Collaborative technology

and its surprising connection with collaborative life more generally

Collaborative technology has two sides that I recognise: first, the side of providing the technology that makes collaboration easier; and second, fitting the technology to the human purpose. As I said during the Collaborative Technology Alliance (CTA) call this evening (well actually wrote in the chat, as it was the end of the meeting), “all the technology affects how people find it easy to interact, and it's how people relate together that really matters”.

This CTA group is very congenial. It has a bunch of people who are completely at home talking about, and recognise the importance of, interoperability, and the ontologies that underlie that; while at the same time we all share a similar set of values – one way or the other, using technology to make the world a better place.

It is still only natural that when people see a need, and see an opportunity to meet that need, they go right ahead and build something that they see as filling that need, particularly if they can make money doing that. Today we heard about a couple of different forums/platforms, including Hylo, whose people are leading this round of the CTA. It had a previous incarnation a few years ago, and I was a participant then as well. It has been dormant in the meanwhile.

I say it is natural, so it really should not surprise me that some people find it hard, when they have a good idea, to stop, look around, ask themselves who else is doing this, and look for some kind of interoperability standard that could enable collaboration between existing platforms and any new ones that are to be built. And particularly if they are building open source software, as many are. Is my surprise just because I've worked in technical interoperability on and off for nearly 20 years now? Clearly, some others in the CTA group also have a long history in related areas, and that's why I find the CTA so congenial.

Maybe it's down to personality type? I've read something like that in various places. There are the people who see the drawbacks of unrestricted freedom, and want order; and those who want freedom, even at the expense of order. But if so, I find that strange, because in other ways I'm one of those people who feel easily trapped, and at a psychological level I need to maintain freedom. Why do I go for freedom in aspects of personal life, but order when it comes to interoperability?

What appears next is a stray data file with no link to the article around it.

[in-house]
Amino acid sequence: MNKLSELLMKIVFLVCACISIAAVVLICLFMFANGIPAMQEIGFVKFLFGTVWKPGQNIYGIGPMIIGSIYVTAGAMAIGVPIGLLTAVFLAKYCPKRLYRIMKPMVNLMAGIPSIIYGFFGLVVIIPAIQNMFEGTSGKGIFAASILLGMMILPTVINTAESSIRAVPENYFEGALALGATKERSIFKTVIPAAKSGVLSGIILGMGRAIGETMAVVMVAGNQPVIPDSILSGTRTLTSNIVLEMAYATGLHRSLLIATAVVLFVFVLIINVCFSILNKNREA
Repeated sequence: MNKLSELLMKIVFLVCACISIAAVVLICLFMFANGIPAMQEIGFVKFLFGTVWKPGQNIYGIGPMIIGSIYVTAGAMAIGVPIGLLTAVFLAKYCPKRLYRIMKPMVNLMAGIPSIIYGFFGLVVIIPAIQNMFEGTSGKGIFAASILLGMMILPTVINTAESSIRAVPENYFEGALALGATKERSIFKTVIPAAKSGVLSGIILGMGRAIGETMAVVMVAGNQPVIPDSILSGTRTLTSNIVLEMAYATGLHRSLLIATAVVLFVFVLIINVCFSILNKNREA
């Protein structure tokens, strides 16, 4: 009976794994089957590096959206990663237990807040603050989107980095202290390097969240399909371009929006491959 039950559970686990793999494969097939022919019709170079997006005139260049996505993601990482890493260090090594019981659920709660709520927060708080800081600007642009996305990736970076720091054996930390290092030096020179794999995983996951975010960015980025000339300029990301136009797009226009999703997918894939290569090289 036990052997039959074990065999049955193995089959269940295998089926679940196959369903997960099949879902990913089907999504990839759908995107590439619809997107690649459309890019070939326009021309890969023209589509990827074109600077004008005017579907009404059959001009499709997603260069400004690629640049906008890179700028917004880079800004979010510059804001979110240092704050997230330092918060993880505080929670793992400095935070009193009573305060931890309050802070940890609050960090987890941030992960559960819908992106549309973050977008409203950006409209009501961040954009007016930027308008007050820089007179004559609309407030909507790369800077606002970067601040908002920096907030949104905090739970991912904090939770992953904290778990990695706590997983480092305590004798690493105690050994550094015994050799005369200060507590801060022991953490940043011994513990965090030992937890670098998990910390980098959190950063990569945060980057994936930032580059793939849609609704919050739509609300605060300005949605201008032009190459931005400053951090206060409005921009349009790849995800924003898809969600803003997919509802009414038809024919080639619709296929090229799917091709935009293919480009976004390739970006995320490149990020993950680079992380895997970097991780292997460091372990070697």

To me, freedom, at least in the world of software, breeds competition, and that competitive spirit taken to an extreme means that systems cannot work together, that information on one system cannot be transferred, because, the thinking goes, if one system allows its information to be transferred freely, then the moment a better system comes along, all their market share will disappear, and the product will die.

In couple relationships, the general assumptions in our society seem to be similar. Freedom breeds competition, and when a new, more attractive option comes along, … well you get the idea.

Is there a deeper consistency in my attitudes, then? Open source: yes. Open information, honesty: yes. Not compulsory conformity, but open standards which people generally adhere to, because it is in the collective interest to do so, and therefore probably in their enlightened self-interest.

It's a short step from here to commons thinking. Instead of competing to see how much of the common resource we can enclose for our own personal use, we recognise that for everyone to thrive we need to work together, and that needs agreements about our standards of behaviour. People who break the agreements are brought back into line, ideally not by an external legal authority, but by collective corrective action.

But I have strayed from my technical theme … back with the CTA, the alliance that I would like to set up is of a few people who want to draft the common agreements for how decentralised or distributed wikis can be used effectively together. For my purposes, this means combining domains of knowledge together into larger knowledge commons where the seams between the domains, if not invisible, at least do not stand in the way. This doesn't seem to be happening at present. Maybe, there's so much development going on for forum-like platforms, people just haven't got around to the topic of wikis.

I'm left with the question, in both the technical and the non-technical cases, what should those agreements be, and how best can we arrive at them, to further the values of the common good?


Topics: Commons and collaboration; Interoperability


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